Though a trial in humans is still a few years away, the results mark yet another success for the Foundation Fighting Blindness, a Maryland nonprofit that has distributed $250 million to more than 300 researchers such as Aguirre since 1971.
More than 200 human retinal diseases, including Best disease, are caused by a mutation in a single gene. Yet individually, most of these ailments are rare. Scientists say their research would proceed much more slowly, if at all in some cases, if it were not for support from the foundation.
The organization will hold its annual local fund-raising dinner Tuesday at the Union League. As in other cities, it is called Dining in the Dark, because guests wear blindfolds while eating to get a sense of what blindness is like - with one distinction.
"We get to take our blindfolds off" afterward, said event cochair Brook Lenfest of Haverford. (Lenfest is the son of H.F. "Gerry" Lenfest, an owner of Interstate General Media, which publishes The Inquirer.)
Researchers have used foundation and government funding to chip away at the list of rare, hereditary retinal diseases one by one, with treatments for half a dozen in various stages of development. One of them, Leber congenital amaurosis, has been treated with some success in humans.
Some of the patients were injected at Children's Hospital of Philadelphia in partnership with Penn's Scheie Eye Institute. That team is slated to launch a human trial of another eye ailment, choroideremia, in the first quarter of 2014, said another foundation-funded scientist, Jean Bennett of the Scheie Eye Institute.
With both diseases, the general approach is the same as what Guziewicz, Aguirre, and colleagues used in dogs with Best disease: gene therapy. A surgeon injects the eye with harmless viruses that have been programmed with genetic instructions to compensate for the patient's defective copies.
Ultimately, the goal of many researchers is to develop generic treatments that could be applied to multiple forms of blindness, Bennett said. One such idea, which she and others are studying, is to use a technique called optogenetics - reengineering healthy, non-visual cells so they can detect light.
"Irrespective of what the insult was, you'd harness remaining circuitry in the retina to make that light-sensitive," she said.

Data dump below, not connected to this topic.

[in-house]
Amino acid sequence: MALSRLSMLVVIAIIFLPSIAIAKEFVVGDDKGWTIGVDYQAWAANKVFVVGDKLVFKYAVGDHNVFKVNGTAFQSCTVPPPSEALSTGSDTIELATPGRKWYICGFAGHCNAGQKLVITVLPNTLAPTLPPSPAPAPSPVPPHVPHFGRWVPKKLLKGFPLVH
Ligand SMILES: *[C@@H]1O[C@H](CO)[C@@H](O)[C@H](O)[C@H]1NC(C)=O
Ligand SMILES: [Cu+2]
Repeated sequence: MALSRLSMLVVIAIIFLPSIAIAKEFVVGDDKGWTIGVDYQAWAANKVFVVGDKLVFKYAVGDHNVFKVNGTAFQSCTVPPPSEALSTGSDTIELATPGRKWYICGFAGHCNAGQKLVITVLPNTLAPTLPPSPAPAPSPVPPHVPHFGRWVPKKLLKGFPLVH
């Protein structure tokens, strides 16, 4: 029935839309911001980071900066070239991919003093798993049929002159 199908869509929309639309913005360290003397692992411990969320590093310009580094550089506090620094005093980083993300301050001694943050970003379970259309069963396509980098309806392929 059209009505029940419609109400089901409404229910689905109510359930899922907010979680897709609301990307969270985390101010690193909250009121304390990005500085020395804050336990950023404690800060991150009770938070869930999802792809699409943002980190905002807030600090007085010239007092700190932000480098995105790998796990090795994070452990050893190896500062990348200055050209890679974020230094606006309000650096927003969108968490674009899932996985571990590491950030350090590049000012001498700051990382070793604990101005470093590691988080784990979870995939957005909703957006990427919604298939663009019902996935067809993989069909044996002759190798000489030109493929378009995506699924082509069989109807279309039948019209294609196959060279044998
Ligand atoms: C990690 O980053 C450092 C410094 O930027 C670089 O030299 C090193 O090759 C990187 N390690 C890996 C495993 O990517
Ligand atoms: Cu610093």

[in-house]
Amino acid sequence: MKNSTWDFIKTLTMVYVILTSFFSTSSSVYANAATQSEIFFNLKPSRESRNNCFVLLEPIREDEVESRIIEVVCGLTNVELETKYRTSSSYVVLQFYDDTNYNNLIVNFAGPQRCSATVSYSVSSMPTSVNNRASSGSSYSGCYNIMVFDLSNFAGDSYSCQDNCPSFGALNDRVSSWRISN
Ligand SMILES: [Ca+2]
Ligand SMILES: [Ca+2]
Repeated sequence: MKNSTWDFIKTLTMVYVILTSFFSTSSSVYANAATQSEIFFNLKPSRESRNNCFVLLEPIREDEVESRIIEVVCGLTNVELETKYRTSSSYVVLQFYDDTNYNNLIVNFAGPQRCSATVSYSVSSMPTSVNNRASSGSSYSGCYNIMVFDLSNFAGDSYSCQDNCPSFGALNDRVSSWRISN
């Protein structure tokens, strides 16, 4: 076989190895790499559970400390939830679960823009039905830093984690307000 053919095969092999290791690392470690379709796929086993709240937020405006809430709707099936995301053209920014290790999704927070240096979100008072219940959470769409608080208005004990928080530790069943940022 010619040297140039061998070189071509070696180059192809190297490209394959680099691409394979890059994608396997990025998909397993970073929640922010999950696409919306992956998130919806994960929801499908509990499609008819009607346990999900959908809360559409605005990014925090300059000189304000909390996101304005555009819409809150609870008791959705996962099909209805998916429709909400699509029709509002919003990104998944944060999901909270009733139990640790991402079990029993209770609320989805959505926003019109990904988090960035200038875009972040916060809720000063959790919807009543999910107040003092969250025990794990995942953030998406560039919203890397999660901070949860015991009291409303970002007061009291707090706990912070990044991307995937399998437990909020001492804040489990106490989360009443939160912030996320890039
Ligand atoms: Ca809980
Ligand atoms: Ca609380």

In the meantime, the dog has been an invaluable guide. At least 20 human eye diseases are known to have a canine equivalent. Aguirre and colleagues are working on four of them, with others to follow.
For the research on Best disease, he and Guziewicz collaborated with Samuel G. Jacobson and Artur V. Cideciyan at the Scheie Eye Institute, along with William Hauswirth and Alfred S. Lewin at the University of Florida.
Once an egg-yolk lesion degenerates into the scrambled-egg appearance, as it did in the first dog Aguirre diagnosed, vision is substantially impaired. But in the study, the researchers injected dogs with the therapeutic genes while the lesions were still intact, and within eight to 12 weeks, the blobs disappeared from the area immediately surrounding the injection sites.
Aguirre said they had followed the dogs in the study for little more than a year, so further observation was needed.
"Perhaps after two years, it stops working," he said, expressing the sort of caution common in many scientists. "We don't know."
Yet the success to date has team members sounding practically giddy by the standards of their profession.
Asked about the Best-disease results, Guziewicz at first called them "promising."
Aguirre, sitting at her side, corrected her.
"No, I wouldn't use promising," he said. "Really, really great."
She quickly agreed.
"It's working," she said. "It's really working."
Contact Tom Avril at 215-854-2430 or email@example.com.